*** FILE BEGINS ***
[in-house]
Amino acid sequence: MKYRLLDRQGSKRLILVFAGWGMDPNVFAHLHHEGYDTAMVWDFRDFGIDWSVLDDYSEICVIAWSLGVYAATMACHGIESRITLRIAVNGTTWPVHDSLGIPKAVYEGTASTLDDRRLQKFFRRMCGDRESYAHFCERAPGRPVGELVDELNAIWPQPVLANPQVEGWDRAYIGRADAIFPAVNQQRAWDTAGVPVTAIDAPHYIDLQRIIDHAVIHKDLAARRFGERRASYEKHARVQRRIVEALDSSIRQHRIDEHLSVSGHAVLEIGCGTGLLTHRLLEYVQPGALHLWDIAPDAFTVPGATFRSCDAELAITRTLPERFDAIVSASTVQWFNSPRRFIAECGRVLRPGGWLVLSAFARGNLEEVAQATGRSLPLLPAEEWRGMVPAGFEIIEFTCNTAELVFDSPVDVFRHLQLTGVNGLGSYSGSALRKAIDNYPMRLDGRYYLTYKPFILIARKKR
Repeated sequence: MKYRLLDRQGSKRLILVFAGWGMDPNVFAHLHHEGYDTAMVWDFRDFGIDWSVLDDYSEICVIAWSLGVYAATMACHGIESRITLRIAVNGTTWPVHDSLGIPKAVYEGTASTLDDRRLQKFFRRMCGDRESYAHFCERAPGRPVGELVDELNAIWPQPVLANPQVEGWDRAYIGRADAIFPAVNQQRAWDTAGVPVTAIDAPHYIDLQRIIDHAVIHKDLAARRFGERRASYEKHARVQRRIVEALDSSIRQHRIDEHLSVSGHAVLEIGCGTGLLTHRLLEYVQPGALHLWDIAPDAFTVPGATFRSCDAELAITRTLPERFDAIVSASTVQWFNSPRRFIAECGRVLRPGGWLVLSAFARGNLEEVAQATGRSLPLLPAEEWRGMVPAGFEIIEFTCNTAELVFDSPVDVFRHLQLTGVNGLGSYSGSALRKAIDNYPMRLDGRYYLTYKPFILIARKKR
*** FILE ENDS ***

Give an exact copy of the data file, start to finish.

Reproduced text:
[in-house]
Amino acid sequence: MKYRLLDRQGSKRLILVFAGWGMDPNVFAHLHHEGYDTAMVWDFRDFGIDWSVLDDYSEICVIAWSLGVYAATMACHGIESRITLRIAVNGTTWPVHDSLGIPKAVYEGTASTLDDRRLQKFFRRMCGDRESYAHFCERAPGRPVGELVDELNAIWPQPVLANPQVEGWDRAYIGRADAIFPAVNQQRAWDTAGVPVTAIDAPHYIDLQRIIDHAVIHKDLAARRFGERRASYEKHARVQRRIVEALDSSIRQHRIDEHLSVSGHAVLEIGCGTGLLTHRLLEYVQPGALHLWDIAPDAFTVPGATFRSCDAELAITRTLPERFDAIVSASTVQWFNSPRRFIAECGRVLRPGGWLVLSAFARGNLEEVAQATGRSLPLLPAEEWRGMVPAGFEIIEFTCNTAELVFDSPVDVFRHLQLTGVNGLGSYSGSALRKAIDNYPMRLDGRYYLTYKPFILIARKKR
Repeated sequence: MKYRLLDRQGSKRLILVFAGWGMDPNVFAHLHHEGYDTAMVWDFRDFGIDWSVLDDYSEICVIAWSLGVYAATMACHGIESRITLRIAVNGTTWPVHDSLGIPKAVYEGTASTLDDRRLQKFFRRMCGDRESYAHFCERAPGRPVGELVDELNAIWPQPVLANPQVEGWDRAYIGRADAIFPAVNQQRAWDTAGVPVTAIDAPHYIDLQRIIDHAVIHKDLAARRFGERRASYEKHARVQRRIVEALDSSIRQHRIDEHLSVSGHAVLEIGCGTGLLTHRLLEYVQPGALHLWDIAPDAFTVPGATFRSCDAELAITRTLPERFDAIVSASTVQWFNSPRRFIAECGRVLRPGGWLVLSAFARGNLEEVAQATGRSLPLLPAEEWRGMVPAGFEIIEFTCNTAELVFDSPVDVFRHLQLTGVNGLGSYSGSALRKAIDNYPMRLDGRYYLTYKPFILIARKKR